The Islamic Republic of Iran is reportedly acting more visibly within what it refers to as “the axis of resistance” by mobilizing its growing network of terrorist proxies throughout multiple Middle Eastern countries, particularly in Syria, in light of a recent incident between Iran and Israel, Breitbart reports.
Last week, Israel shot down an Iranian drone that flew into Israel from Syria and conducted airstrikes on Syrian and Iranian bases within Syria in response. Syria downed an Israeli F16 fighter jet during the incident. The events have exacerbated the possibility of a new conflict between Israel and Iran.
Following strategic victories over the Islamic State and Turkey-backed rebels inside Syria, an overly confident Iran apparently decided to test regional boundaries and its own capabilities by sending the UAV over the border into the Jewish state. The decision by the Iran-led “Shiite Axis” in the region to send an unmanned aerial vehicle (UAV) into Israeli territory was a dangerous miscalculation by Tehran and its puppets in Syria and Lebanon.
Iran, Syria and Hezbollah have outrageously been attempting to frame Israel’s massive airstrikes as unprovoked aggression, even fueling conspiracies that no drone was intercepted. In reality, the timeline is self-evident. The Shiite Axis operational to Israel’s north – Iran, Syria and Hezbollah – have been celebrating the incident that resulted in the F-16 abandonment as a victory.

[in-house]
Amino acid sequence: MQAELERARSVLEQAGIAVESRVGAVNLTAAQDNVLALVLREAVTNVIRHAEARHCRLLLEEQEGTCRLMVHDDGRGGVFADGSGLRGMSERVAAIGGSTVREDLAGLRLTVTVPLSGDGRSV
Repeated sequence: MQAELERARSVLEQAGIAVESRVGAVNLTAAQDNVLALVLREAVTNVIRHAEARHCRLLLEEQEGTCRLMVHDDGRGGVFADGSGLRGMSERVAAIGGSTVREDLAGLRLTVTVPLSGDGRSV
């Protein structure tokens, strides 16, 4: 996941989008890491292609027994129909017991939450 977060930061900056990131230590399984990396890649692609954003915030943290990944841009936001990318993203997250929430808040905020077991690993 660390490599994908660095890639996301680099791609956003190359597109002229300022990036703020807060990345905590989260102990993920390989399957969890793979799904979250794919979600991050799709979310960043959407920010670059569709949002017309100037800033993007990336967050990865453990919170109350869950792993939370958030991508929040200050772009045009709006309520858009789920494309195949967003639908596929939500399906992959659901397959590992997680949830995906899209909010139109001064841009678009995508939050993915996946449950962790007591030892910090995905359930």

“This is the beginning of a new strategic era which puts an end to the violation of Syrian airspace and territory,” Hezbollah claimed in a statement published by Lebanon’s ANI news agency.
Iran’s drone fleet is an important part of its war arsenal against Israel. Hezbollah has previously threatened to send explosives-laden drones to target Israel’s nuclear plant and civilian infrastructure. Only last week, Iran announced the opening of a drone manufacturing facility meant to mass produce UAVs that can carry smart munitions to attack various targets.
Amir Toumaj, a research analyst at the Foundation for Defense of Democracies (FDD) who studies Iran, told the New York Times this week:
“The ultimate goal is, in the case of another war, to make Syria a new front between Israel, Hezbollah, and Iran. They are making that not just a goal, but a reality.”
A key to Iran’s strategy, analysts and officials say, is to rely not on conventional military hardware or control of territory, which Israel can easily bomb, but on building ties with local forces who share its goals and benefit from its financing and expertise.
Israeli Prime Minister Benjamin Netanyahu has warned the world for years that Iran is seeking to expand its hegemony throughout the Middle East and has noted that Israel is a prime target. Some people in Israel have started referring to a potential “First Northern War,” meaning that Israel will have to fight across both the Lebanese and Syrian frontiers.